To the New World and Beyond - Kristjan Järvi

To the New World and Beyond - Kristjan Järvi

CCn'C  02962

Stereo/Multichannel Hybrid

Classical - Orchestral

Stravinsky: Symphony in three movements, Four Norwegian Moods, Suites Nos. 1 & 2, Sibelius/Stravinsky: Canzonetta for 8 instruments Op. 62, Hindemith: Concerto for Orchestra

Symphony Orchestra of Norrlands Opera
Kristjan Järvi (conductor)

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DSD recording
Reviews (1)

Review by John Broggio - January 4, 2007

A very fine disc indeed.

Young Kristjan Järvi is a very good musician indeed and the variety of styles required in this highly diverse selection that Stravinsky employs displays the range of all talents involved to the full. Opening with the longest piece, Stravinsky's Symphony in Three Movements, Järvi and the Symphony Orchestra of Norrlands Opera demonstrate their affinity with this music from the start. The clarity of articulation is a must in this music and it gives a momentum to the score that emphasises the irregularity of parts of the writing; all this is combined with characterful playing and a quick tempo - no mean feat! The slow movement reminds one of a ballet score such is the tenderness and poetic response of the woodwind. The concertino grouping conduct a lovely dialogue with the broader ensemble and whilst audibly discrete, blend in their motifs with the whole. Moving seamlessly back into the faster paced world of the third movement, which is taken at a reasonable lick, the players respond with audible relish to the difficulties of the writing and prove more than a match for the BPO under Pierre Boulez as they not only render the notes but do so with a sense of understanding that few can bring to the score of the underlying structure at this (high) speed.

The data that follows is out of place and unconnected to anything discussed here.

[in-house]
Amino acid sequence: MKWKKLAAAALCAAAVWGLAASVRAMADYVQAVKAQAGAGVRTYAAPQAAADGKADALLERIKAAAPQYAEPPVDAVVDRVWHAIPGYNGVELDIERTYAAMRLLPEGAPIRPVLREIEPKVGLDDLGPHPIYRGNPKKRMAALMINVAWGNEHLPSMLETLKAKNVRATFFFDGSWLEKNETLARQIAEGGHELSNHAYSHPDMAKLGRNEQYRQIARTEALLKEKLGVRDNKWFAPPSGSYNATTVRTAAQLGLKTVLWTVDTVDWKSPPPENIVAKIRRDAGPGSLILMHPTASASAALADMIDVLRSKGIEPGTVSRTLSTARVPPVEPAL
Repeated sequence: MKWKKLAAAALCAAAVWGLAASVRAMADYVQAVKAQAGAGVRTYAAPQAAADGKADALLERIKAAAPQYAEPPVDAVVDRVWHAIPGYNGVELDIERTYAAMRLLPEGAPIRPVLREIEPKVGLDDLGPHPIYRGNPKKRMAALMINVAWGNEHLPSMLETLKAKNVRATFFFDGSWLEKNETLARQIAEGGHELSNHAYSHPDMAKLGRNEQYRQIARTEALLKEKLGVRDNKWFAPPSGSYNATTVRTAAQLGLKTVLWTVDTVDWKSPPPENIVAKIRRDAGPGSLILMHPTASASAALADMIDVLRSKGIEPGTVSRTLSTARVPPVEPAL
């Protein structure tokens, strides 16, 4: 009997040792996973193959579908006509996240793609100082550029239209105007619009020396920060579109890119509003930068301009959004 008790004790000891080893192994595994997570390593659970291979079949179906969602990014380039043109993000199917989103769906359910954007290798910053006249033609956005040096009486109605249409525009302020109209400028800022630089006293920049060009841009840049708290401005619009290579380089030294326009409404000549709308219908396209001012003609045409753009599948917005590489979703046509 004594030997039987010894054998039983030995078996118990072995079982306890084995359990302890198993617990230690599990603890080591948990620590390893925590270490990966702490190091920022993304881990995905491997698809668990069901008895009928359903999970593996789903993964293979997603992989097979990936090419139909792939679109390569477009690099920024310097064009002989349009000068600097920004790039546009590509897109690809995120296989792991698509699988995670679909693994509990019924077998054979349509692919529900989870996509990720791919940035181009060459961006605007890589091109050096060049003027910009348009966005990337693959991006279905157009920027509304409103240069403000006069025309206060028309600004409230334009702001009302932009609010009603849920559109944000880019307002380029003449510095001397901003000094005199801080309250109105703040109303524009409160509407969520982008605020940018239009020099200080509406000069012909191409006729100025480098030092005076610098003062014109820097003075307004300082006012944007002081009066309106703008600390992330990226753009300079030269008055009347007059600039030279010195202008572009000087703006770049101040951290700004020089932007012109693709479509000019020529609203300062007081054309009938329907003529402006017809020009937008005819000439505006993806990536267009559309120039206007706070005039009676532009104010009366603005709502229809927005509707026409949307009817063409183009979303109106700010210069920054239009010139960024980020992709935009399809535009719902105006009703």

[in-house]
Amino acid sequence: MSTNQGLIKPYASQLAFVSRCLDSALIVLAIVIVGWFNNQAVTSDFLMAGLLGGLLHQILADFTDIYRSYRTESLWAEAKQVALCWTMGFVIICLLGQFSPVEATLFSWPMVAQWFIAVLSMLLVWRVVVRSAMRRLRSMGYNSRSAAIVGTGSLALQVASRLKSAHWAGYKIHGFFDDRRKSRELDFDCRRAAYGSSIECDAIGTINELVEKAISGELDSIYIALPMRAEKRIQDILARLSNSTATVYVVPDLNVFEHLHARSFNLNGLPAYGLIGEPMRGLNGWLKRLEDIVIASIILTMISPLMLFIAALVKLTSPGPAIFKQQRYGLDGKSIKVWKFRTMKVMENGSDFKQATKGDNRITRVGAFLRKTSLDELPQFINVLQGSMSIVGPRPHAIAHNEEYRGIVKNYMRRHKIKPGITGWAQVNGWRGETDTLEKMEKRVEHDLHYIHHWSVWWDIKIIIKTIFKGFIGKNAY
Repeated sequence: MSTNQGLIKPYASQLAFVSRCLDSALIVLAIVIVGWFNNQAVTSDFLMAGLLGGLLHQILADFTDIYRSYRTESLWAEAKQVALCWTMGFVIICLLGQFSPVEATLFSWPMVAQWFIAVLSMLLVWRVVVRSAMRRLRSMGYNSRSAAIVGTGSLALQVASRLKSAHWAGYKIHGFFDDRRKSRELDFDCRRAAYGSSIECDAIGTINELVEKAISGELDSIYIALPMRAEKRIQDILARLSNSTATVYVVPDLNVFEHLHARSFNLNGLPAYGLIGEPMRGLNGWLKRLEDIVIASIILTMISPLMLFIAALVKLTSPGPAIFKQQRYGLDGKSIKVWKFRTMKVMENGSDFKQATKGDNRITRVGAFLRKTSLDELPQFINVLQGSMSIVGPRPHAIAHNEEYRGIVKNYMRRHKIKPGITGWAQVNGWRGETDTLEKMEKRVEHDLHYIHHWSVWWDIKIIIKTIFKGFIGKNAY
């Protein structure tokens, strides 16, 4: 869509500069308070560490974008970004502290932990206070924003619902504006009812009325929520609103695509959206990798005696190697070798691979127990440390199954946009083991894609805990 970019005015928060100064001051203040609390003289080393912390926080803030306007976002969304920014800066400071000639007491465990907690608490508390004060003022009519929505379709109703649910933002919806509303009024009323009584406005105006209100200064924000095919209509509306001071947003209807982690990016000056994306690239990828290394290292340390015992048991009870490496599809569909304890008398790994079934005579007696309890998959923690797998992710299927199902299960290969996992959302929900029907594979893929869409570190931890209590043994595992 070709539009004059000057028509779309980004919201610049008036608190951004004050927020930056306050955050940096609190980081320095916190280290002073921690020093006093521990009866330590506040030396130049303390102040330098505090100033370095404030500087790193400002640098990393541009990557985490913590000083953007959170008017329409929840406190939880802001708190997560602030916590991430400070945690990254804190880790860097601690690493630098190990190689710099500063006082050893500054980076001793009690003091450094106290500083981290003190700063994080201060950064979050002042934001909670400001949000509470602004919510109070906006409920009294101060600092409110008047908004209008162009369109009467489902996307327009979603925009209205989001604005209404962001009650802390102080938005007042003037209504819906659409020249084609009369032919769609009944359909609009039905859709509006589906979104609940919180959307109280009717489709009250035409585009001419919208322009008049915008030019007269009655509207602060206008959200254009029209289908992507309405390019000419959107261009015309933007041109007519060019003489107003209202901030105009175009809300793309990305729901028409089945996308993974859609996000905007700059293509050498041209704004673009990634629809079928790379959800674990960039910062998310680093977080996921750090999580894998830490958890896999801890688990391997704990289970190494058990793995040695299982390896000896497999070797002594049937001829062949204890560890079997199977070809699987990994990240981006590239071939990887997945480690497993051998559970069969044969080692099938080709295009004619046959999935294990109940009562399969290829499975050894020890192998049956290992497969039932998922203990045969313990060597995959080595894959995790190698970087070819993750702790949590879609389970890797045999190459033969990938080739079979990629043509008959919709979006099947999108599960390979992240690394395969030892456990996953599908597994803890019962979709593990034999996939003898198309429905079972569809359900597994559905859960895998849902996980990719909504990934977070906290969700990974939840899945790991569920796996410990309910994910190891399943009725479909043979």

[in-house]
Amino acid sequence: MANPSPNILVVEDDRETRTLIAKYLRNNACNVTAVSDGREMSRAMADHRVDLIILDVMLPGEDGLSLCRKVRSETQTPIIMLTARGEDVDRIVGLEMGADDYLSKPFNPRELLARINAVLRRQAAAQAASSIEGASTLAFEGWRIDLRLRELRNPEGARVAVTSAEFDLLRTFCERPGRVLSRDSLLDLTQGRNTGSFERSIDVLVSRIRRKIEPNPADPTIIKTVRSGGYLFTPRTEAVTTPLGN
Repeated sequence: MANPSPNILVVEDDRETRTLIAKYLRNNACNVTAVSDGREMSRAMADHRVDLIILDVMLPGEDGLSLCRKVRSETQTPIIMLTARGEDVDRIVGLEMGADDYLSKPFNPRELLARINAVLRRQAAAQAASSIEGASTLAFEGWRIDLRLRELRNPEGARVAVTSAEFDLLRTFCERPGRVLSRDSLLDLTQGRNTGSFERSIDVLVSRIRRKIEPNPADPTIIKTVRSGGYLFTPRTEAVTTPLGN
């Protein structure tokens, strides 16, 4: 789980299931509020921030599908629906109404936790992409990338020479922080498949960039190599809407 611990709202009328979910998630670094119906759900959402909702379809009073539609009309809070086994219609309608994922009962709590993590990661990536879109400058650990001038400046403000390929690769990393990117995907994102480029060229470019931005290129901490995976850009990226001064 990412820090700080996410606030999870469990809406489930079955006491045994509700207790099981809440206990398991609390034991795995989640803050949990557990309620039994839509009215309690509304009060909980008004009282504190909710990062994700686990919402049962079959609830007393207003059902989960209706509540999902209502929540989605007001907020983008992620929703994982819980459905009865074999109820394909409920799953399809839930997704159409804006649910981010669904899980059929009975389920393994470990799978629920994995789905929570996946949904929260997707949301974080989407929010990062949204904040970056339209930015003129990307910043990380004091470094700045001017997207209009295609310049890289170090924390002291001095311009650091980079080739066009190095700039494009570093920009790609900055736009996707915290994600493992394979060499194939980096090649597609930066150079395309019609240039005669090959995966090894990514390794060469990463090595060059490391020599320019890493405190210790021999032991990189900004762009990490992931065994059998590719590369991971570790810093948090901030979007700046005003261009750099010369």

Moving closer to their home, the Norrlands ensemble then present Four Norwegian Moods (Intrada, Song, Wedding Dance & Cortège) with great wit and vitality and no little eloquence when called upon. Stravinsky's two Suites follow with a wide range of folk music styles being played as if to the manner born; quite delightfully entertaining - the Polka from the second suite has Shostakovich written all over it! Concluding Stravinsky's contribution to this disc is his transcription of Sibelius' Canzonetta for eight instruments (2 clarinets, 4 horns, harp & double bass) which is a lovely and atmospheric gem, played with touching simplicity.

Concluding the disc is Hindemith's Concerto for Orchestra, the style of which is a polytonal Baroque dance suite. As before, Järvi has clearly taken a lot of time to understand the score and convey the meaning & structures within to both the orchestra and us as listeners. The interplay between the full ensemble (small orchestra compared to the Symphony) and the soloists is wonderfully managed from both a performance and engineering perspective (there is none of the hall "collapsing" which can plague less successful attempts).

Throughout the sound is marvellous; detailed, rounded and with a good sense of perspective - when inspecting the notes, it is clear why - Polyhymnia once again do the honours for CCn'C as they have done for Pentatone and RCO Live amongst others. The tangibility of the percussion and, especially the strings reminds me of the first time I ever heard a SACD except that this is in a whole different league again.

The only response that I felt as the music finished was to look for the play button again... Actually, that's not quite true - I also cross my fingers that we might be treated to a Symphony of Psalms from these forces too!

Copyright © 2007 John Broggio and


Sonics (Multichannel):

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